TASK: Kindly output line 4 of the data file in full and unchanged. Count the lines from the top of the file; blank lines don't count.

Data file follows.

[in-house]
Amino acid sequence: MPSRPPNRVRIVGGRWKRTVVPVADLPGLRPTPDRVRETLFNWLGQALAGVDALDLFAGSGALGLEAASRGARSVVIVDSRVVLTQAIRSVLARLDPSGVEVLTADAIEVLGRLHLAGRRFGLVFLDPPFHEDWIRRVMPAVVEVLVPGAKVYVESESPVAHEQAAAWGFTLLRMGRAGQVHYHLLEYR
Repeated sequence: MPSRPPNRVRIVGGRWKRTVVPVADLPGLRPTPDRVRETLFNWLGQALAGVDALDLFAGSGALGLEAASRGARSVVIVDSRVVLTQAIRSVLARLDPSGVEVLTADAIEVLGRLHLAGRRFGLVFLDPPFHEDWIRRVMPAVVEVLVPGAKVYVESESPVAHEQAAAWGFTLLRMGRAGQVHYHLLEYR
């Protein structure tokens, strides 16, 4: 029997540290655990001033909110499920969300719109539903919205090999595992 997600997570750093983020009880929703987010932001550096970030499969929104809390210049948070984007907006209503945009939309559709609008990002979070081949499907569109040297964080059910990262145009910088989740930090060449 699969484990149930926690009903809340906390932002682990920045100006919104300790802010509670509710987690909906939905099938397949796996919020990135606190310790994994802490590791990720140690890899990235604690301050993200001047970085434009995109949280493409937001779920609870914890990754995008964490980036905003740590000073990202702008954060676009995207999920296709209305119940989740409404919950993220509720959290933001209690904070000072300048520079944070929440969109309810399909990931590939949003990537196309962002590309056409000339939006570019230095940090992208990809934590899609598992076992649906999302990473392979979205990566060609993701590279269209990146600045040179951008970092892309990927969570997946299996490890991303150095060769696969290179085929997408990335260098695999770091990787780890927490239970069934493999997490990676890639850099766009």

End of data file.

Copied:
């Protein structure tokens, strides 16, 4: 029997540290655990001033909110499920969300719109539903919205090999595992 997600997570750093983020009880929703987010932001550096970030499969929104809390210049948070984007907006209503945009939309559709609008990002979070081949499907569109040297964080059910990262145009910088989740930090060449 699969484990149930926690009903809340906390932002682990920045100006919104300790802010509670509710987690909906939905099938397949796996919020990135606190310790994994802490590791990720140690890899990235604690301050993200001047970085434009995109949280493409937001779920609870914890990754995008964490980036905003740590000073990202702008954060676009995207999920296709209305119940989740409404919950993220509720959290933001209690904070000072300048520079944070929440969109309810399909990931590939949003990537196309962002590309056409000339939006570019230095940090992208990809934590899609598992076992649906999302990473392979979205990566060609993701590279269209990146600045040179951008970092892309990927969570997946299996490890991303150095060769696969290179085929997408990335260098695999770091990787780890927490239970069934493999997490990676890639850099766009």